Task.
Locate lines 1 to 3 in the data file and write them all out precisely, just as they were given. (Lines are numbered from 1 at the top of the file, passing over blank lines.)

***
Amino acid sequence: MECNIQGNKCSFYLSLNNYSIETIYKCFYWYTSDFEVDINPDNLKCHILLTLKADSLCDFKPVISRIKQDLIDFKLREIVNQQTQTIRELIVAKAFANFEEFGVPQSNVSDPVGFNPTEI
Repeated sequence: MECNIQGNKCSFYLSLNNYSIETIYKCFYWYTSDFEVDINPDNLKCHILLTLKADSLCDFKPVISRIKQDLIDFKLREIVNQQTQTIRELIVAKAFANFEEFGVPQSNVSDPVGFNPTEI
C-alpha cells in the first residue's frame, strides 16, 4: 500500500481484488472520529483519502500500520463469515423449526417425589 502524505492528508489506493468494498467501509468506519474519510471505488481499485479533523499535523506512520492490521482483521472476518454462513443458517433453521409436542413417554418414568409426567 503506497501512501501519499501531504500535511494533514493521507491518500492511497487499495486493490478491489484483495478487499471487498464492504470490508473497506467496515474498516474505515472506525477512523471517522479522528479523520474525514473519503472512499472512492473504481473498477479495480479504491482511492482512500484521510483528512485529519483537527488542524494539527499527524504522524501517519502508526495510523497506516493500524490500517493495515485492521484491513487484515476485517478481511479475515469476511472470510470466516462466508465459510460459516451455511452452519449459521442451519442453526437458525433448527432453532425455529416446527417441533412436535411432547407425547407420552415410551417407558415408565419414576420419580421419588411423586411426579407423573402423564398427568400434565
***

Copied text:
Amino acid sequence: MECNIQGNKCSFYLSLNNYSIETIYKCFYWYTSDFEVDINPDNLKCHILLTLKADSLCDFKPVISRIKQDLIDFKLREIVNQQTQTIRELIVAKAFANFEEFGVPQSNVSDPVGFNPTEI
Repeated sequence: MECNIQGNKCSFYLSLNNYSIETIYKCFYWYTSDFEVDINPDNLKCHILLTLKADSLCDFKPVISRIKQDLIDFKLREIVNQQTQTIRELIVAKAFANFEEFGVPQSNVSDPVGFNPTEI
C-alpha cells in the first residue's frame, strides 16, 4: 500500500481484488472520529483519502500500520463469515423449526417425589 502524505492528508489506493468494498467501509468506519474519510471505488481499485479533523499535523506512520492490521482483521472476518454462513443458517433453521409436542413417554418414568409426567 503506497501512501501519499501531504500535511494533514493521507491518500492511497487499495486493490478491489484483495478487499471487498464492504470490508473497506467496515474498516474505515472506525477512523471517522479522528479523520474525514473519503472512499472512492473504481473498477479495480479504491482511492482512500484521510483528512485529519483537527488542524494539527499527524504522524501517519502508526495510523497506516493500524490500517493495515485492521484491513487484515476485517478481511479475515469476511472470510470466516462466508465459510460459516451455511452452519449459521442451519442453526437458525433448527432453532425455529416446527417441533412436535411432547407425547407420552415410551417407558415408565419414576420419580421419588411423586411426579407423573402423564398427568400434565